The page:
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that what appeared to be an assignment of wages had been received and recorded in the usual way.

The plaintiff testified that when the subordinate took the assignment for record he asked him "to get the notice to the city treasurer," and the subordinate said he would notify him; that, being asked in what way he did it, he replied, "I notify through that chute," and said "I will see that he has notice inside of two minutes"; that thereupon, following the custom in the office of sending notice to the city treasurer of the recording of assignments of wages when the wages were due from the city, the subordinate filled out a card as follows:

"Notice of Assignment.

Assignor. James L. Bryne & Co.

Date of record. July 6,-04.

Assignee. Samuel H. Hellen.


Department. Remarks. Suit now pending in Superior Court, Suffolk Co.

"J. W. C. for City Clerk."

This card was duly received in the office of the city treasurer by the subordinate who was accustomed to receive notices of assignments of wages. It was not contended by this plaintiff that the subordinate had any authority to bind either the city clerk or the city treasurer, but only that he volunteered to act in behalf of the plaintiff, in transmitting the card to the office of the city treasurer. Execution was taken out soon afterwards in the original action, and was presented to the city treasurer, who paid it to the attorney of the plaintiffs in that action, and satisfaction was indorsed thereon. The money was paid over to Bryne, one of the plaintiffs in that action.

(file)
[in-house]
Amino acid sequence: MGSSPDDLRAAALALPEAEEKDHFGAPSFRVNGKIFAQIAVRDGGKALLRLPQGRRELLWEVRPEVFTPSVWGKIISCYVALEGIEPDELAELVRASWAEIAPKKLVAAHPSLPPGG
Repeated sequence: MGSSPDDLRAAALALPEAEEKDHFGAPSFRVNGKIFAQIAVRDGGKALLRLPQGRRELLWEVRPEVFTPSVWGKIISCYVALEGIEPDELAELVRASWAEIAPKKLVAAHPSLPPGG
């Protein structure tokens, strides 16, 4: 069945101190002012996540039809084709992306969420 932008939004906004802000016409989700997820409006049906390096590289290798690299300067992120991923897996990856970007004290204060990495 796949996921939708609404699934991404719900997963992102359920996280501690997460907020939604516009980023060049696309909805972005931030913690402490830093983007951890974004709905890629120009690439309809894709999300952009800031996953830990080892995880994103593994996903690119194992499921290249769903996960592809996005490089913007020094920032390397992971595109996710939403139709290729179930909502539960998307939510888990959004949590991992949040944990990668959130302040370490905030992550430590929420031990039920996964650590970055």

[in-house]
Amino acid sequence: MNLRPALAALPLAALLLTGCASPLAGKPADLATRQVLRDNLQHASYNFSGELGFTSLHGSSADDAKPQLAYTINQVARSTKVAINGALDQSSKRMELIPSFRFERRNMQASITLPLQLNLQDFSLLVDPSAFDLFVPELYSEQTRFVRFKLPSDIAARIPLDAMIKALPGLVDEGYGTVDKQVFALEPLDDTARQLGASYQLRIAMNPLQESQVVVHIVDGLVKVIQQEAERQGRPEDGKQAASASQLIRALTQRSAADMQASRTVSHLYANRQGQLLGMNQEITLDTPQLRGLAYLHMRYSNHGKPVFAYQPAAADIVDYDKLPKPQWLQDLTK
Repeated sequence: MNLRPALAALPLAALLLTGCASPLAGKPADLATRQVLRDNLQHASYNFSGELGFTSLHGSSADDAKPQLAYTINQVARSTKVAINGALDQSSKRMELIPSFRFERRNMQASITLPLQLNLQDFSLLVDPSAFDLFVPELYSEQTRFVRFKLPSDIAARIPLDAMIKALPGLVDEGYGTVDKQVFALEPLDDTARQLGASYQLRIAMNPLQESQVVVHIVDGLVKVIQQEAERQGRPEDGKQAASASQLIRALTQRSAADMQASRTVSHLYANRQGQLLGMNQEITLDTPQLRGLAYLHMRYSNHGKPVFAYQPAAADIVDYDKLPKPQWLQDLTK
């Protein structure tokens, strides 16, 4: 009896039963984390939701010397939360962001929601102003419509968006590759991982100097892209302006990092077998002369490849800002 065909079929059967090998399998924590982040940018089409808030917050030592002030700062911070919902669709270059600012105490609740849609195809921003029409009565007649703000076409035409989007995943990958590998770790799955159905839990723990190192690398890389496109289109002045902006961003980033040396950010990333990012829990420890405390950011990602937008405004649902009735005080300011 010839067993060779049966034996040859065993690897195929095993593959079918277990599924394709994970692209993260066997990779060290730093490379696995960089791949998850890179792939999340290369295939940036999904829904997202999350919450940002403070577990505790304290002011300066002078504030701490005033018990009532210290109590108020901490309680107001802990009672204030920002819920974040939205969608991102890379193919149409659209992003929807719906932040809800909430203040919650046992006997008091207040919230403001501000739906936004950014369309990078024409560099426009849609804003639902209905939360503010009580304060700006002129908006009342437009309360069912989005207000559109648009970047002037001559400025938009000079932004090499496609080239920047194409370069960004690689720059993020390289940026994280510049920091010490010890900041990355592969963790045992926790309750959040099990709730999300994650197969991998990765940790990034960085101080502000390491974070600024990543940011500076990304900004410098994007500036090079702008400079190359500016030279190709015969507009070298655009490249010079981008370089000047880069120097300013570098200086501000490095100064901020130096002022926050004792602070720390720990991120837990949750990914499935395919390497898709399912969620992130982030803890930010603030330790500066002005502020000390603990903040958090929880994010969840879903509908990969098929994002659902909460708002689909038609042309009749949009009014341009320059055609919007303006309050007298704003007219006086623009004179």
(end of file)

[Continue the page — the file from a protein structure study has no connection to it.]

The question, therefore, is whether the card, transmitted in this way, was notice to the city of the plaintiff's ownership of the claim in question. This card purported to relate only to the assignment of future earnings. It was received, in the usual way, from the clerk in the city clerk's office who had in charge the recording of such assignments, and it came to a subordinate clerk in the city treasurer's office who had such matters in

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charge there. There was nothing about it to put any one on inquiry as to any matter except the matter of future earnings from the city. So far as appears, this claim was not of a kind that called for such a record, and the card would not direct the subordinate who received it, or any one who should observe it, to such a claim. We are of opinion that the judge was right in ruling that the plaintiff failed to bring home to the city knowledge of his title, such as to require it to refuse to pay the execution to the attorney of Bryne and Company, who obtained the judgment.

Exceptions overruled.